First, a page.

Batman TAS: Tyger, Tyger

The Tyger


William Blake

Tyger! Tyger! burning bright,
In the forests of the night,
What immortal hand or eye
Could frame thy fearful symmetry?

In what distant deeps or skies
Burnt the fire in thine eyes?
On what wings dare he aspire?
What the hand dare seize the fire?

And what shoulder, and what art?
Could twist the sinews of thy heart?
And when thy heart began to beat,
What dread hand, and what dread feet?

What the hammer? What the chain?
In what furnace was thy brain?
What the anvil? What dread grasp
Dare its deadly terrors clasp?

When the stars threw down their spears,
And watered heaven with their tears,
Did he smile his work to see?
Did he who made the Lamb, make thee?

Tyger! Tyger! burning bright,
In the forests of the night,
What immortal hand or eye
Dare frame thy fearful symmetry?

Cartoons and classic poetry rarely intersect with one another, but Batman: the Animated Series was no ordinary cartoon. The poem “the Tyger” by William Blake makes me think of an episode of Batman: the Animated Series that was based off of the poem. The episode was titled “Tyger, Tyger” and it features Selina Kyle (Catwoman) being kidnapped by an ape man and taken to an island laboratory where a mad scientist transforms her into a literal “cat” woman to be the mate for a tiger man he created.

The first stanza of Blake’s poem is recited by Batman to end the episode, but the comparisons from the poem to the episode are numerous. First, the word “symmetry” is an excellent word to think about in terms of characters. Selina Kyle (Catwoman) is Batman’s other half. She is a vigilante who skirts the law, and while she might not always do the right thing, she is still presented as a character who tries to do good things, much like Batman. For decades now, comic book fans consider the characters to be intertwined and meant for one another. They are star-crossed lovers and fans would like to believe that these two would settle down together some day.

In this episode, however, a mad scientist is trying to force Selina to be the mate to his creation, Tygrus. Symmetry should be natural, however, and this attempt at playing God, doesn’t work. Selina rebels and with the aid of Batman, she reverts to human form and they escape.

The real issue has to do with the nature of God, however. In Blake’s poem, the question is posed, “What kind of God exists that would create such a powerful and fearsome killer? If this is the creation of someone, then what does that say about the creator?” The episode is able to take this one step further as Tygrus rebels against the mad scientist to free Selina. His actions show us that even if a creator is malicious or evil, then we still have free will and we can act how we wish rather than what nature has dictated for us. The creator in Blake’s poem is never really defined, but he is mused upon and understood to be God.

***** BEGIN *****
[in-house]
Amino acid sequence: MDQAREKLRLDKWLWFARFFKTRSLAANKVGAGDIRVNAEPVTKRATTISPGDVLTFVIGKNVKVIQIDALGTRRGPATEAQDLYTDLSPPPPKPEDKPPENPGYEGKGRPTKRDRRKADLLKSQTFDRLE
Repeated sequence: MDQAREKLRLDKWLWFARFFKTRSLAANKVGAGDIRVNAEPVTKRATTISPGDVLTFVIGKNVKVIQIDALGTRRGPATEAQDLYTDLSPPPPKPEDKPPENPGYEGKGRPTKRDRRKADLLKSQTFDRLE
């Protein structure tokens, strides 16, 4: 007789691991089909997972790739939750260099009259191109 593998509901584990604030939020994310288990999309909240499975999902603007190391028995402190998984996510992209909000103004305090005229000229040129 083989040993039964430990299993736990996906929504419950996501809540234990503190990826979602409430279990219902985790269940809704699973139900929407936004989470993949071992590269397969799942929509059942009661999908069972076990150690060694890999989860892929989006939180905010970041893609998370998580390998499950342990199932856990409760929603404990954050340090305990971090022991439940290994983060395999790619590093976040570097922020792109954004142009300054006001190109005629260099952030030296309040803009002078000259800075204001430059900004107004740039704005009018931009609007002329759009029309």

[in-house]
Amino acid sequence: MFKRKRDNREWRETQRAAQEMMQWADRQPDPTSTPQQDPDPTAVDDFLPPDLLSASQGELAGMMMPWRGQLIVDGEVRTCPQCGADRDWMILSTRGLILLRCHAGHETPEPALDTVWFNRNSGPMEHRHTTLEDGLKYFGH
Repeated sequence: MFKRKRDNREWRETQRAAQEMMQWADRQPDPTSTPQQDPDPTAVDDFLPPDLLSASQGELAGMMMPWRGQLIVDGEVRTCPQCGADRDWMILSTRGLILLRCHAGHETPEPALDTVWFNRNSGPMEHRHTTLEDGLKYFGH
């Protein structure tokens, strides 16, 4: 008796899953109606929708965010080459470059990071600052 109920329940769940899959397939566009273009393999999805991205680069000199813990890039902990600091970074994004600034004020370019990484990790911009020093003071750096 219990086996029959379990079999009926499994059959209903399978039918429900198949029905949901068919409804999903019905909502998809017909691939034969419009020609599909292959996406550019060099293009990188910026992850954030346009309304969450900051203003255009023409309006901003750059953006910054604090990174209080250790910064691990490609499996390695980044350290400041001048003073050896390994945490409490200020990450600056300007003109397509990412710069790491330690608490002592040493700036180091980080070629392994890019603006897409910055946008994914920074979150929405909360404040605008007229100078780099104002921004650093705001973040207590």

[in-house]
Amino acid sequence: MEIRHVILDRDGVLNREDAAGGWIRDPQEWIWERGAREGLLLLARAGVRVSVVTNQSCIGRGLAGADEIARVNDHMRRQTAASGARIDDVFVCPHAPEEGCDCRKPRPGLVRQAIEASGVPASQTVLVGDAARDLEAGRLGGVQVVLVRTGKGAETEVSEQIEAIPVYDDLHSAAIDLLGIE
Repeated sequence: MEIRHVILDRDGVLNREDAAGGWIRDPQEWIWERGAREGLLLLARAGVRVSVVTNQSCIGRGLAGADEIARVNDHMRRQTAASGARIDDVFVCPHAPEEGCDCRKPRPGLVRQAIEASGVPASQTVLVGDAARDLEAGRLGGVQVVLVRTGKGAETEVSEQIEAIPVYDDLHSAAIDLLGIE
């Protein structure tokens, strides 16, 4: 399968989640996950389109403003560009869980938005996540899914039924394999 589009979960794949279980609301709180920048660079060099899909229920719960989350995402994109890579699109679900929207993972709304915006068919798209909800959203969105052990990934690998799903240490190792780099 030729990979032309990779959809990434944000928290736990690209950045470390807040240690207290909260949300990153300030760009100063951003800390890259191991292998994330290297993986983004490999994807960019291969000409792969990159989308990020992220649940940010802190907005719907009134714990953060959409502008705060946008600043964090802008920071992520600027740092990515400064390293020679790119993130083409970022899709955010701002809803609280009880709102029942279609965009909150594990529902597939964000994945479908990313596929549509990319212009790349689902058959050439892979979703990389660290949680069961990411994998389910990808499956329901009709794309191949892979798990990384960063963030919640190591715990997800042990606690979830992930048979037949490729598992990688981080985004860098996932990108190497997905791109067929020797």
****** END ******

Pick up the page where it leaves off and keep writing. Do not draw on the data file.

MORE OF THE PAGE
The end of the episode is less than optimistic, however. Selina asks Tygrus to come to Gotham and he refuses. She says, “There’s nothing for you here” to which the creature replies, “There’s nothing for me anywhere.”

Tygrus had received an existential crisis regarding who he really was, and what was meant for him, and instead of growing from this self-actualization, he has retreated. Instead of coming to the realization that he is not his “father” and that he has free will to act appropriately, Tygrus believes he has no identity and therefore, existence is meaningless. As ridiculous as it may sound, Tygrus is a cautionary tale for viewers because he shows us that by questioning our nature, we could very well walk away from the encounter a lesser person than before.

Certainly, this episode is not just kid’s stuff.

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4 Responses to Batman TAS: Tyger, Tyger

  1. Seejo Crux says:

    It’s a shame more cartoons don’t follow Dini’s and Burnett’s example.

  2. Cathartic Lobster says:

    I agree! What other cartoon can say that it makes reference to a Romantic poet?

  3. joecrak says:


    But yea B:TAS was far ahead of its time and to the admission of the creators got way with so many things other super hero shows couldn’t literary analogies aside from basic censorship.

    For example the 90’s spider-man wasn’t even allowed to punch anyone, whereas this show got away with tommy guns because children couldn’t imitate the real life usage of the archaic weapons.

    One episode i think that is just deeper and better all around of B:TAS is “His Silicone Soul” but really they ar all great. Even “Critters”.

  4. Cathartic Lobster says:

    His Silicon Soul is a beautiful episode.

    Almost Got Him is still my favorite, however.

    I knew about the tommy guns, but I never thought about Spider-man punching people. Good point.

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